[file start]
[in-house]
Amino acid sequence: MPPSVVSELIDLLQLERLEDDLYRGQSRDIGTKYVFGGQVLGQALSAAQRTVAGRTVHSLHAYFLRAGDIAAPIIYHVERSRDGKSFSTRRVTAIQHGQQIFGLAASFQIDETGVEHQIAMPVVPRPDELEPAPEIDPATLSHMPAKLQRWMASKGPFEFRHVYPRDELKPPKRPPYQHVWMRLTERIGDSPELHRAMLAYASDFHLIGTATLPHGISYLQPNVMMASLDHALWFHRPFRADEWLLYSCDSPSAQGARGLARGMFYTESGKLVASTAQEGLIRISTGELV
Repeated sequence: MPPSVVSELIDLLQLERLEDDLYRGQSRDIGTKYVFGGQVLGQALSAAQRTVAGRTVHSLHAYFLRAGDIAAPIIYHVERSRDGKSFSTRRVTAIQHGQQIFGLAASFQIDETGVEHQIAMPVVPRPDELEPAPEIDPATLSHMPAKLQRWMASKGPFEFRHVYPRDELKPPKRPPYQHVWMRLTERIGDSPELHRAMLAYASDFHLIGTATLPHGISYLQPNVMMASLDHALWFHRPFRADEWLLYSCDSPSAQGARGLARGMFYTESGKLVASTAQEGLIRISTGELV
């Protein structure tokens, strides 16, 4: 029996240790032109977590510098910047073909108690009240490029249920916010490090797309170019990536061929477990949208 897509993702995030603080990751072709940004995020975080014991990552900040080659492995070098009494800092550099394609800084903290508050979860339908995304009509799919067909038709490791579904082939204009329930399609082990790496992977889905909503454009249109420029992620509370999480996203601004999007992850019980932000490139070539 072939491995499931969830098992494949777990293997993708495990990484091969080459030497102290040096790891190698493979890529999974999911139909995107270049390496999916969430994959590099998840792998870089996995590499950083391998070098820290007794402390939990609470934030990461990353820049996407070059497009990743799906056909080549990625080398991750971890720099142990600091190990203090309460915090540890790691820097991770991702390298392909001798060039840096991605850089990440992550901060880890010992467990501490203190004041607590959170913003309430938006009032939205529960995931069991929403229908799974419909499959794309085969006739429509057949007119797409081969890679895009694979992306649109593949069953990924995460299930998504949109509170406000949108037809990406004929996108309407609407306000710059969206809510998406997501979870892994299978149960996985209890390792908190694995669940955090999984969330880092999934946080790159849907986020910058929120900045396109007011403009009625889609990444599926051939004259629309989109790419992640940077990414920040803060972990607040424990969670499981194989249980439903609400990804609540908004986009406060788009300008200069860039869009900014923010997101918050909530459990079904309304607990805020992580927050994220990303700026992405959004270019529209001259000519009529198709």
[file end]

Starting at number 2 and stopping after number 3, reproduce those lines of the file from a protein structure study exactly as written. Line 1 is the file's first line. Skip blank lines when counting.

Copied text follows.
Amino acid sequence: MPPSVVSELIDLLQLERLEDDLYRGQSRDIGTKYVFGGQVLGQALSAAQRTVAGRTVHSLHAYFLRAGDIAAPIIYHVERSRDGKSFSTRRVTAIQHGQQIFGLAASFQIDETGVEHQIAMPVVPRPDELEPAPEIDPATLSHMPAKLQRWMASKGPFEFRHVYPRDELKPPKRPPYQHVWMRLTERIGDSPELHRAMLAYASDFHLIGTATLPHGISYLQPNVMMASLDHALWFHRPFRADEWLLYSCDSPSAQGARGLARGMFYTESGKLVASTAQEGLIRISTGELV
Repeated sequence: MPPSVVSELIDLLQLERLEDDLYRGQSRDIGTKYVFGGQVLGQALSAAQRTVAGRTVHSLHAYFLRAGDIAAPIIYHVERSRDGKSFSTRRVTAIQHGQQIFGLAASFQIDETGVEHQIAMPVVPRPDELEPAPEIDPATLSHMPAKLQRWMASKGPFEFRHVYPRDELKPPKRPPYQHVWMRLTERIGDSPELHRAMLAYASDFHLIGTATLPHGISYLQPNVMMASLDHALWFHRPFRADEWLLYSCDSPSAQGARGLARGMFYTESGKLVASTAQEGLIRISTGELV